In addition, the legislation directs the SEC to promulgate new rules that require an internal separation of the credit rating activity from sales and marketing activity within individual CRAs, although the SEC has been directed to provide an exception for smaller CRAs under certain circumstances. Furthermore, CRAs will be required to report to the SEC when a former CRA employee becomes employed by an underwriter or obligor of a security or money market instrument subject to a rating by that CRA and undertake a one-year look-back review to evaluate whether any conflicts of interest relating to the employee influenced the rating.
The legislation also requires material changes to rating procedures and methodologies to be applied consistently and publicly disclosed. Users of credit ratings must be notified of material changes to any procedures and methodologies or upon the identification of a significant error in those procedures or methodologies. CRAs must also consider in their ratings any information they find credible and potentially significant about an issuer that is received from a third-party source, although CRAs are not required to initiate a search for that kind of information. The intended aim of Congress in mandating these disclosures of rating procedures and methodologies is to make ratings performance data more transparent and easily evaluated and enable investors to compare credit ratings among CRAs.
Initial Ratings of Structured Finance Products (§ 939F)
The CRAs’ issuer-pays business model has been the subject of recurring criticism and often is used to highlight the conflicts of interest seen as pervasive in the credit rating industry, particularly with respect to structured finance products. Accordingly, Congress has directed the SEC to carry out a study that analyzes the credit rating process for structured finance products and the associated conflicts of interest. Following submission of the study’s reported findings, which is to occur within two years of the enactment of the legislation, the SEC is required to establish a system to prevent a structured finance product issuer, sponsor, or underwriter from selecting the CRA determining and monitoring the initial credit ratings of structured finance products. Unless the SEC concludes that a different approach would better protect investors and serve the public interest, the SEC is required to create a new SRO that will assign CRAs, on a random or rotating basis, to provide initial ratings of structured finance products. Structured finance products covered by the rule include ABS and any structured product based on one or more ABS.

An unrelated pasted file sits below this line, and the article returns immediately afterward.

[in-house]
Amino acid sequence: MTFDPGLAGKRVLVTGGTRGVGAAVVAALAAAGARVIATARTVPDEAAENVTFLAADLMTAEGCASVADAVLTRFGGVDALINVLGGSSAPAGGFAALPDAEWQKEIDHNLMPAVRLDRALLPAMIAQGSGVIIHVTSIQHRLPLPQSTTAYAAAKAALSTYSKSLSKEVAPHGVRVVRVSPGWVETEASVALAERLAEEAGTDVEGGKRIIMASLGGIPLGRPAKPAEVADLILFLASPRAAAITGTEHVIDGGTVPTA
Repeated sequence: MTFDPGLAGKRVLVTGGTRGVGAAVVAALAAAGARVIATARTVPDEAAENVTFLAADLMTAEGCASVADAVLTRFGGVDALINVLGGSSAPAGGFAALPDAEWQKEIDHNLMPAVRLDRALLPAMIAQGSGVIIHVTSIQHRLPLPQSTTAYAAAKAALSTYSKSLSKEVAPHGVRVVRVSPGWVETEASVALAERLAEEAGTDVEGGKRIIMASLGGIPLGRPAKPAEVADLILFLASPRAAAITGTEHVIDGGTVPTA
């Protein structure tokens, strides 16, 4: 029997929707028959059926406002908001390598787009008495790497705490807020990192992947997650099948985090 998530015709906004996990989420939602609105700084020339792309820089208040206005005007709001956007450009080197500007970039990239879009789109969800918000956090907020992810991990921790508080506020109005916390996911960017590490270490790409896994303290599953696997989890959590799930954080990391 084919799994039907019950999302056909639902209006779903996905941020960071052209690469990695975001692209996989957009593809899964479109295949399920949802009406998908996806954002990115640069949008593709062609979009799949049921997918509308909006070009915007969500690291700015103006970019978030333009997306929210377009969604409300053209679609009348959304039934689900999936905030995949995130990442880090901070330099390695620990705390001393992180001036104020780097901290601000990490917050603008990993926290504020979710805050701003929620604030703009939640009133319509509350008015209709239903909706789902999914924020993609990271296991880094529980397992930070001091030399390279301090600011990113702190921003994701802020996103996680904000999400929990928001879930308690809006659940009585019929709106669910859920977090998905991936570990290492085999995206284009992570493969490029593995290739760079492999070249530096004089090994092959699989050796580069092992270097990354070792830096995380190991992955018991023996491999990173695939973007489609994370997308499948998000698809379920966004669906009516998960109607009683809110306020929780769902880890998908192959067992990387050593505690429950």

Removal of Credit Rating Entities from Federal Laws (§ 939)
Historically, the Federal Deposit Insurance Act, the Federal Housing Enterprises Financial Safety and Soundness Act of 1992, the Investment Company Act, the National Bank Act, the Securities Exchange Act of 1934 (Exchange Act), and certain other federal statutes have relied on NRSROs and minimum credit ratings issued thereby as a proxy for the riskiness of debt instruments in a variety of regulatory contexts. The legislation generally eliminates statutory references to NRSROs and minimum credit ratings, and these references will be replaced with a concept of credit-worthiness, which will be defined by the relevant regulator.